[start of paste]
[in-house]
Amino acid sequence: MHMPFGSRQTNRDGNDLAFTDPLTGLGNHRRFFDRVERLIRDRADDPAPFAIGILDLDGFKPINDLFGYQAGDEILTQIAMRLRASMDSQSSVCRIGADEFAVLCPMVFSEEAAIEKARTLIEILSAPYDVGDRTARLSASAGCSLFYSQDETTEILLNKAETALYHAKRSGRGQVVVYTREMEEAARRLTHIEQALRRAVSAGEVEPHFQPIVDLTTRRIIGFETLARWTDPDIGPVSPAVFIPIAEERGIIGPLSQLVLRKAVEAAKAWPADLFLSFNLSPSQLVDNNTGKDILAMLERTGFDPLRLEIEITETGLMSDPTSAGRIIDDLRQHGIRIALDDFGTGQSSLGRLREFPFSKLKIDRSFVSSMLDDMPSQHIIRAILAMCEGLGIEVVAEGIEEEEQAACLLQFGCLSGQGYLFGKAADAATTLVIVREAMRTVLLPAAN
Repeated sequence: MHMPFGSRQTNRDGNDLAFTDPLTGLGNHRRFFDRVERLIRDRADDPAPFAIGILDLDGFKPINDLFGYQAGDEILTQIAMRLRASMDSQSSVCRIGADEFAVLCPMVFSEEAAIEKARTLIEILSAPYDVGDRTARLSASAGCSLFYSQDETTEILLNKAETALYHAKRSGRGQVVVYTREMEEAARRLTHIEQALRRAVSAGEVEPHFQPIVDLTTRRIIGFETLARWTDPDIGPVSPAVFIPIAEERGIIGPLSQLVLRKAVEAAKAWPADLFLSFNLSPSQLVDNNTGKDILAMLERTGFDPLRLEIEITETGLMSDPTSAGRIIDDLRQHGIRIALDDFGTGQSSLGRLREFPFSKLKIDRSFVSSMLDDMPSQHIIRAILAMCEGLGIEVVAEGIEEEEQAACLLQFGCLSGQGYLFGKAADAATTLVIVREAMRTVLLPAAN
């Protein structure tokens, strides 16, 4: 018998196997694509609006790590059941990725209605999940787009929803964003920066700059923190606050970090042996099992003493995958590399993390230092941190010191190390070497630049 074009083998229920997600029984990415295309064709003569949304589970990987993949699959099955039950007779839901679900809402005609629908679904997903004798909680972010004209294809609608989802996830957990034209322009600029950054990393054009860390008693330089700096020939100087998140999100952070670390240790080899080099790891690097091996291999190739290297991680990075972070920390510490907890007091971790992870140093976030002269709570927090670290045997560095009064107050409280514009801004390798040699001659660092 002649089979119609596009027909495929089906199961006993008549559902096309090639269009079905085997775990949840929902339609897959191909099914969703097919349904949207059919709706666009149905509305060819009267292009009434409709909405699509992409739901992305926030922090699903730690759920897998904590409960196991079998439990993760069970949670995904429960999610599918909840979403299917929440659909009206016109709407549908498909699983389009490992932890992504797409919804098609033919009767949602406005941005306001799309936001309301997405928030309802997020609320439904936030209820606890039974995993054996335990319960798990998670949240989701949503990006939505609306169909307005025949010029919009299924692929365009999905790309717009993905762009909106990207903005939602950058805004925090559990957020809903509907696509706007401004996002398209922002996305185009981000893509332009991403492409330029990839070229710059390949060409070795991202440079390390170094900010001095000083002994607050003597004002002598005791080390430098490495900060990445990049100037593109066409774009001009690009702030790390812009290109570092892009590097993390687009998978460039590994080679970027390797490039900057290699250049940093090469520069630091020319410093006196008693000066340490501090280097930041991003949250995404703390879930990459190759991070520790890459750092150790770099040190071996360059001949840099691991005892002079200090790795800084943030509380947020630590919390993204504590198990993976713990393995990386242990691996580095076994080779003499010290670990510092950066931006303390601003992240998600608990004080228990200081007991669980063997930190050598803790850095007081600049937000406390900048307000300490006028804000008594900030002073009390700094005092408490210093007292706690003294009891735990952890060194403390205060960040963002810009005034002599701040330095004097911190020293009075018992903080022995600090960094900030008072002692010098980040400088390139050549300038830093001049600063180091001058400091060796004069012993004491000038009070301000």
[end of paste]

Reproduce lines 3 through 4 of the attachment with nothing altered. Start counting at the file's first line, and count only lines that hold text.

Repeated sequence: MHMPFGSRQTNRDGNDLAFTDPLTGLGNHRRFFDRVERLIRDRADDPAPFAIGILDLDGFKPINDLFGYQAGDEILTQIAMRLRASMDSQSSVCRIGADEFAVLCPMVFSEEAAIEKARTLIEILSAPYDVGDRTARLSASAGCSLFYSQDETTEILLNKAETALYHAKRSGRGQVVVYTREMEEAARRLTHIEQALRRAVSAGEVEPHFQPIVDLTTRRIIGFETLARWTDPDIGPVSPAVFIPIAEERGIIGPLSQLVLRKAVEAAKAWPADLFLSFNLSPSQLVDNNTGKDILAMLERTGFDPLRLEIEITETGLMSDPTSAGRIIDDLRQHGIRIALDDFGTGQSSLGRLREFPFSKLKIDRSFVSSMLDDMPSQHIIRAILAMCEGLGIEVVAEGIEEEEQAACLLQFGCLSGQGYLFGKAADAATTLVIVREAMRTVLLPAAN
């Protein structure tokens, strides 16, 4: 018998196997694509609006790590059941990725209605999940787009929803964003920066700059923190606050970090042996099992003493995958590399993390230092941190010191190390070497630049 074009083998229920997600029984990415295309064709003569949304589970990987993949699959099955039950007779839901679900809402005609629908679904997903004798909680972010004209294809609608989802996830957990034209322009600029950054990393054009860390008693330089700096020939100087998140999100952070670390240790080899080099790891690097091996291999190739290297991680990075972070920390510490907890007091971790992870140093976030002269709570927090670290045997560095009064107050409280514009801004390798040699001659660092 002649089979119609596009027909495929089906199961006993008549559902096309090639269009079905085997775990949840929902339609897959191909099914969703097919349904949207059919709706666009149905509305060819009267292009009434409709909405699509992409739901992305926030922090699903730690759920897998904590409960196991079998439990993760069970949670995904429960999610599918909840979403299917929440659909009206016109709407549908498909699983389009490992932890992504797409919804098609033919009767949602406005941005306001799309936001309301997405928030309802997020609320439904936030209820606890039974995993054996335990319960798990998670949240989701949503990006939505609306169909307005025949010029919009299924692929365009999905790309717009993905762009909106990207903005939602950058805004925090559990957020809903509907696509706007401004996002398209922002996305185009981000893509332009991403492409330029990839070229710059390949060409070795991202440079390390170094900010001095000083002994607050003597004002002598005791080390430098490495900060990445990049100037593109066409774009001009690009702030790390812009290109570092892009590097993390687009998978460039590994080679970027390797490039900057290699250049940093090469520069630091020319410093006196008693000066340490501090280097930041991003949250995404703390879930990459190759991070520790890459750092150790770099040190071996360059001949840099691991005892002079200090790795800084943030509380947020630590919390993204504590198990993976713990393995990386242990691996580095076994080779003499010290670990510092950066931006303390601003992240998600608990004080228990200081007991669980063997930190050598803790850095007081600049937000406390900048307000300490006028804000008594900030002073009390700094005092408490210093007292706690003294009891735990952890060194403390205060960040963002810009005034002599701040330095004097911190020293009075018992903080022995600090960094900030008072002692010098980040400088390139050549300038830093001049600063180091001058400091060796004069012993004491000038009070301000």